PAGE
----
On March 31, 2012 I PAID $3500 FOR MEMBERSHIP IN A VACATION CLUB (THOUGH OTHER UNSUSPECTING PERSONS PAID $7000) AFTER BEING FOOLED BY A BAIT-AND-SWITCH PRESENTATION AND BEFORE GOING HOME AND DISCOVERING THE EXTENT TO WHICH I HAD BEEN DECIEVED. The fact that I signed a contract in Resorts Plus' favor does not excuse the deceptive practices employed by Resorts Plus to get me to do so and does not make me (or you stupid). That is why there are consumer practice laws against fraudulent marketing, because they don't win simply by getting a victim to sign a contract.
Whether you are a doctor, lawyer (like me), or other competent person, you can be lied to, bullied and decieved like I was SO PLEASE CONSIDER FIGHTING BACK WITH ME - make yourself known so that our claims can be evaluated and something can be done. This report can only address a few of the issues experienced with this company - but there is definitely grounds for a class action based on the outrageous inflated price for services and non-refundable $274 fee taken from consumers even after fraud is discovered and contract is rescinded.
I recieved a call to attend what I believed would be a sales representation for membership in a vacation club offering certain access rights to vacation properties. My husband and I attended the presentation on March 15, 2012 in West Palm Beach and were induced into a contract with Resorts Plus International by various false statements and promises.
The presenter stated to everyone in the room that if we signed up that day, the $274 deposit would be waived and the first 3 couples to sign up would get an additional 4000 points (to make 8000) and a reduced membership rate of $7000 (not a good deal at all of course - twice the average amount paid). In the small huddle with the sales representative, we rejected the $7000 and wanted to leave (they were holding us hostage as we indicated we wanted to wrap up and go twice prior to this point). The presenter then came by and said that if we accepted we could have the deal offered to the first three couples at $3500 rather than $7000.
I told the sales representative that the presenter made offers very different from the contract terms on the single page sheet she had and repeatedly asked her whether the offer made by her or the presenter trumped. She repeated that the presenter was one of the owners and could do what he wanted to do so whatever he said trumped though she did not know what he had offered. I specifically told her that the presenter said the $274 deposit would be waived and I wanted to confirm that as well as the fact that we would get everything he promised during the presentation for the $3500. The presenter came back and confirmed that we would get what he promised, including the 4000 additional points and waiver of the $274 deposit, at $3500 if we accepted. I told the presenter at that time that the offer made in the presentation and on the powerpoint was different from what the sales representative had and that we wanted to be absolutely clear on what we were agreeing to.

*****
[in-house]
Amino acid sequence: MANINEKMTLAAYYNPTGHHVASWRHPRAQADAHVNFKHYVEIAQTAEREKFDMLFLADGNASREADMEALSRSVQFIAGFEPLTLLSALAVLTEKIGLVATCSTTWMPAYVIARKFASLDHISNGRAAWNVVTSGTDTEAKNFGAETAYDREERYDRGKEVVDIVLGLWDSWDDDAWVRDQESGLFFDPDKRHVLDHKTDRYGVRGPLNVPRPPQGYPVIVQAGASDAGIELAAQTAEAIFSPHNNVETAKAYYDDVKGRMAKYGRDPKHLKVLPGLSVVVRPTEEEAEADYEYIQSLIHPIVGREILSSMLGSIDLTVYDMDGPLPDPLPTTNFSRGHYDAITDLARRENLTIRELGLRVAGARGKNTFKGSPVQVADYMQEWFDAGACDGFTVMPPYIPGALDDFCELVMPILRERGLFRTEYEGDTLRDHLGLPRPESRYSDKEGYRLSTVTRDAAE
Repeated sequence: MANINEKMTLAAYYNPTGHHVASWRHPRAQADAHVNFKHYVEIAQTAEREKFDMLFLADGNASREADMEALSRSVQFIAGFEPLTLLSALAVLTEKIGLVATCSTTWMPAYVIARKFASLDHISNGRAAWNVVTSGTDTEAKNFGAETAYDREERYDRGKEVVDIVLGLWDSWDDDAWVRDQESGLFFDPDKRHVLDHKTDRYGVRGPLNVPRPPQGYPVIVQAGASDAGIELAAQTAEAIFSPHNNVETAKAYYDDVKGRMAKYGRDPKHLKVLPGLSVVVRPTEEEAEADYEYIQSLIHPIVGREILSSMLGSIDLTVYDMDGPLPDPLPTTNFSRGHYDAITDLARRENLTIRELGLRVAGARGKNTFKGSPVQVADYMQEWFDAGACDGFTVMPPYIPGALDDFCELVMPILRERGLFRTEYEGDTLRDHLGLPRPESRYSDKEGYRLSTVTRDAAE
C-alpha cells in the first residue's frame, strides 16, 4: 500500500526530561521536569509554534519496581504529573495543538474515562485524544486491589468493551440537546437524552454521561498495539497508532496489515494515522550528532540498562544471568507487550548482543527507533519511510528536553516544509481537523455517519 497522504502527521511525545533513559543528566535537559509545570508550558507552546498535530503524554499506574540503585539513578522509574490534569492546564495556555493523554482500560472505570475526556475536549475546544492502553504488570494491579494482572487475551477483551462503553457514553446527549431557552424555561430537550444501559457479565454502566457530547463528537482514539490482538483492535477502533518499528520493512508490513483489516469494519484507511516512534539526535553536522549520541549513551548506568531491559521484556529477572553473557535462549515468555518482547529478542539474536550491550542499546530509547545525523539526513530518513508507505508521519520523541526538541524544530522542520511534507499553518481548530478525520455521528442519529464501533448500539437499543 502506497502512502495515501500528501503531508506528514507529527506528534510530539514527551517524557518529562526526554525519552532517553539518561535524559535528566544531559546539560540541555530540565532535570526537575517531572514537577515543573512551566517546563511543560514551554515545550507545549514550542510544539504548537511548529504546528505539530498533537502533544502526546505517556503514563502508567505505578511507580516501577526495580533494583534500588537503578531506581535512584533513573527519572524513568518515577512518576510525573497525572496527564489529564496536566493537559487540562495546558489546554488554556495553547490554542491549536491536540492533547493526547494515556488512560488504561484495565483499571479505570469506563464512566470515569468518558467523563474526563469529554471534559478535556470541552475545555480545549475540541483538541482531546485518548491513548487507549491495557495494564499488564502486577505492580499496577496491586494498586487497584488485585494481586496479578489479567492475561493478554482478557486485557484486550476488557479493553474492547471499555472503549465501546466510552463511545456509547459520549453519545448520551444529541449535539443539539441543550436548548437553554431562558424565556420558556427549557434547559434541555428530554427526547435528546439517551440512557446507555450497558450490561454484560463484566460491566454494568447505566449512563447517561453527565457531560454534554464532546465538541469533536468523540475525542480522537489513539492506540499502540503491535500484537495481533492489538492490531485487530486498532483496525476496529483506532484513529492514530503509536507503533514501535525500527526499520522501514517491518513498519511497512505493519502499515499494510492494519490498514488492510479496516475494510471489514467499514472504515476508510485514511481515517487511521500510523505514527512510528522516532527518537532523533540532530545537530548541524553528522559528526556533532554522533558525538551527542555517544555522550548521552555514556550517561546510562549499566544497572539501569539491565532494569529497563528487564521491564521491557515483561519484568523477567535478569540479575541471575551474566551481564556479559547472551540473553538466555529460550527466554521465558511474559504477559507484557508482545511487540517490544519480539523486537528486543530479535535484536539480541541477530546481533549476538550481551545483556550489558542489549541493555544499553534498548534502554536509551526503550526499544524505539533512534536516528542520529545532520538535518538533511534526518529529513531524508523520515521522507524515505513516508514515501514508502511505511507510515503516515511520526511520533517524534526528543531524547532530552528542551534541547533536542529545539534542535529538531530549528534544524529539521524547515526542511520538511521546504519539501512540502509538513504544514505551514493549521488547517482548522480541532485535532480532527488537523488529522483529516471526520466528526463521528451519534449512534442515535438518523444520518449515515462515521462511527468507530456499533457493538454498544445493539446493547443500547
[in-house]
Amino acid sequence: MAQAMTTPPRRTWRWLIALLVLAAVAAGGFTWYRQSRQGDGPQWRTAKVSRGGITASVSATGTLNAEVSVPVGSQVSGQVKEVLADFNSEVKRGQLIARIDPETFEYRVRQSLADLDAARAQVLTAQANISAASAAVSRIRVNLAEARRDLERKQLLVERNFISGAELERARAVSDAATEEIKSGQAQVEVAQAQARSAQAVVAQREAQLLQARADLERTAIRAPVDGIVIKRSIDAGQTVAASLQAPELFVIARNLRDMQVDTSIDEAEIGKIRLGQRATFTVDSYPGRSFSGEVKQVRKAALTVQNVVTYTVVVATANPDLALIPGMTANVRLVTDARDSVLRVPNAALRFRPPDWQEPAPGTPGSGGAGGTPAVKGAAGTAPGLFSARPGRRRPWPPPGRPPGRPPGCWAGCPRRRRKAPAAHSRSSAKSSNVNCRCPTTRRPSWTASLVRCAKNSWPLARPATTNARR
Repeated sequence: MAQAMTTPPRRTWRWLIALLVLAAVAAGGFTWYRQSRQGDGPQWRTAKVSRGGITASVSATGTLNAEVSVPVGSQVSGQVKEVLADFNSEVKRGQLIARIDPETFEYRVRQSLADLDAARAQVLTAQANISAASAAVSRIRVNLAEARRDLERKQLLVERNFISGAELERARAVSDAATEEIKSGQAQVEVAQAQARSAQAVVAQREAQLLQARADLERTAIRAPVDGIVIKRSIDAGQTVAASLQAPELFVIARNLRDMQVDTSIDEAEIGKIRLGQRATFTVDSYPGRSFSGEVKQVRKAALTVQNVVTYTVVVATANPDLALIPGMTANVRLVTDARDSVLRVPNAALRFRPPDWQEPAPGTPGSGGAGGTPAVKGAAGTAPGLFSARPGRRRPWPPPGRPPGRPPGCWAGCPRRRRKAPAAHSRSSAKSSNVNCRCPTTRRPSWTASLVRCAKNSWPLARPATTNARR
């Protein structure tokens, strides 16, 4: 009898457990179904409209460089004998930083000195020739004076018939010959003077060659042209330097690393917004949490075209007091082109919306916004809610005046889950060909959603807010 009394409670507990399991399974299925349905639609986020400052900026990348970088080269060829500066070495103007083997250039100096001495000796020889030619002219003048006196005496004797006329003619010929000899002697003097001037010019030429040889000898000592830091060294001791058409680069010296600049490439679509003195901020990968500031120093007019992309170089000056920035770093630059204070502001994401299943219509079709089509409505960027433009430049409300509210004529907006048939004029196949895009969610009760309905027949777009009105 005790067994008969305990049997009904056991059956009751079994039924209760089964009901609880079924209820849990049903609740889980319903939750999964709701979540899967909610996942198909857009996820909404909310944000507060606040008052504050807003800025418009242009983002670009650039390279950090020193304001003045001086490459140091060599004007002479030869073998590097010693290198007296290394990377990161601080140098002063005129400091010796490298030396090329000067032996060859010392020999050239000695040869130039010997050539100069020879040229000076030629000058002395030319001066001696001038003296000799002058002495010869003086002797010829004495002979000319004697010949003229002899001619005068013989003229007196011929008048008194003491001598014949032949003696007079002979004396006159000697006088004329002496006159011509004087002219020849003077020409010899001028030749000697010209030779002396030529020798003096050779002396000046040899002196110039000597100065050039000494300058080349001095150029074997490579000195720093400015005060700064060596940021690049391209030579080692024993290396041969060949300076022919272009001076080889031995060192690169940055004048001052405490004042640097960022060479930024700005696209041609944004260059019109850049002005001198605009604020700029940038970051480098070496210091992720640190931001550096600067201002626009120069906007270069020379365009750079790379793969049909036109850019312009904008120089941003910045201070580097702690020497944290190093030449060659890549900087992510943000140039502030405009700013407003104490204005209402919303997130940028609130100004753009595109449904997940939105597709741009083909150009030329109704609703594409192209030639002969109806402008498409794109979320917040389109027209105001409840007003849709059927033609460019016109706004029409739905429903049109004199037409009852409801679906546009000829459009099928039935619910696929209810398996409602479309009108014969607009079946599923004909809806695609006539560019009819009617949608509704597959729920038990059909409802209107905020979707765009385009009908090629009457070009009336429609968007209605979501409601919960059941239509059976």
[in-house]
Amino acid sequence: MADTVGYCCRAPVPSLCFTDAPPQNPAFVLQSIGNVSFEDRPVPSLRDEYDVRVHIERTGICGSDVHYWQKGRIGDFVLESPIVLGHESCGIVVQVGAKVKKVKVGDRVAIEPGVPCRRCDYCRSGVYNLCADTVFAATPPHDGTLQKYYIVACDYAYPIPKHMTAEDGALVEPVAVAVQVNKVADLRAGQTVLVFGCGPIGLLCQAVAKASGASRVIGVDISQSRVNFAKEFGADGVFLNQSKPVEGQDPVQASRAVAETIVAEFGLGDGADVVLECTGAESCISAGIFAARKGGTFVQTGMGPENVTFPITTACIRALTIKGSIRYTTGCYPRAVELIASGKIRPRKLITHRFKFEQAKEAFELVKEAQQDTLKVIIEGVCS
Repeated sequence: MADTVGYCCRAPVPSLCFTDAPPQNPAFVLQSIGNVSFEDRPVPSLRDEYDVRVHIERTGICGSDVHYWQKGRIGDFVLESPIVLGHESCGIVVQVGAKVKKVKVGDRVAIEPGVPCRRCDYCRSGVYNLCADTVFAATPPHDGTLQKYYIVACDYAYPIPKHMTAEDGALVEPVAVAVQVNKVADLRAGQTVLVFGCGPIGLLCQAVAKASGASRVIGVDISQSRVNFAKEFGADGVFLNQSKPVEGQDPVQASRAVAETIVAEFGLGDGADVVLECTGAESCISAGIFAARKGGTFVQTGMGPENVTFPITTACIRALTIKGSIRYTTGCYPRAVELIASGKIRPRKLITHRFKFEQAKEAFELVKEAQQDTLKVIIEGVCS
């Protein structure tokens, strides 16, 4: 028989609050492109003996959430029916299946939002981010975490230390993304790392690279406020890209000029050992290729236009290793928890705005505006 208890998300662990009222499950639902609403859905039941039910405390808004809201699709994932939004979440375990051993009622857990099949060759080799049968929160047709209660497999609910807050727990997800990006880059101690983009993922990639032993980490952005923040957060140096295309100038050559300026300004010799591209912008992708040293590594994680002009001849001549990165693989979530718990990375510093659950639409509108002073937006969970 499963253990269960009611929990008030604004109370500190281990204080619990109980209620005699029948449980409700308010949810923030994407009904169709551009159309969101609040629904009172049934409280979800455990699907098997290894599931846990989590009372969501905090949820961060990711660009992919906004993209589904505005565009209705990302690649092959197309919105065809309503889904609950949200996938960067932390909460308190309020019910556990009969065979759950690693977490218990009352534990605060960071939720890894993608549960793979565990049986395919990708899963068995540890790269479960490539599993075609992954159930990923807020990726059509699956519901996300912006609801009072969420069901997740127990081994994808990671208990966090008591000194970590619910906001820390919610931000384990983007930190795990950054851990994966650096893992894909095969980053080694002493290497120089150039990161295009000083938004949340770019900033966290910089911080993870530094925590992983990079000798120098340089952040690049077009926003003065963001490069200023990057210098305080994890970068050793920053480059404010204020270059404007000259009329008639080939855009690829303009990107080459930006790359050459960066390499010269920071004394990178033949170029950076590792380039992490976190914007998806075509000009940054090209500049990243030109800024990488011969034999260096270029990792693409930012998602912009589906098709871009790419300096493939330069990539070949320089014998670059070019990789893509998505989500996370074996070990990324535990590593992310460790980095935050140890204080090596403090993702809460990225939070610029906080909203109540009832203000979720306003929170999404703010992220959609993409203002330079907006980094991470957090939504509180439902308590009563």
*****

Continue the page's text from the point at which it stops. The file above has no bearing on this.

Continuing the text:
Knowing that we were tired and wanted to leave and would have left had the presenter told us that we would have to pay a $274 deposit, he confirmed the terms as we understood them and announced to everyone that they had another (second) buyer. He then asked us to go to another room with the sales representative because the couple next to us had just purchased the same thing for $7000, twice as much as us and far more than the services could be said to be worth.
After going to the other room with the sales representative, we discovered that the offer made during the presentation (and accepted by us) was nothing more than bait to get us to a negotiating table where they ultimately told us after another hour or so that what was previously offered was not available and that we had to sign an entirely different contract if we still wanted what they had spent an additional hour or two discussing.
As we went through the contract to document the agreement we had just made with Resorts Plus, the sales representative, a second sales rep and the presenter each fought with us in trying to unilaterally change all of the terms we had agreed to. Though they agreed to give us the 4000 additional points as promised (they had originally put an additional 2000 points in the contract rather than the 4000), they refused to waive the $274 deposit as previously promised. Tired, and having invested between 3 to 4 hours on the subject matter, we signed.
Almost immediately, upon getting in the car, I started thinking about all the things the presenter had said that did not seem right, the fact that the contract we signed was nothing more than a software license and did not even promise the services every single attendee believed they were purchasing, and the fact that the period to cancel the contract would expire long before any attendee would have the opportunity to even try the product or verify the truth of the statements made.
Upon getting home, I searched for Resorts Plus on the internet and found various complaints confirming my belief. I immediately drafted a letter canceling my contract and sent it the next day. Resorts Plus did not merely breach a contract with me (the oral one reached before they unilaterally changed it), they defrauded me out of my money. That means they owe me back everything, the contract is void. That does not mean they get to profit from their misconduct in keeping my $274 deposit.
To date, Resorts Plus has refused to return my $274 deposit and, most likely, has not returned the deposit of any of the other attendees who heard the same false promise of a waiver that I did.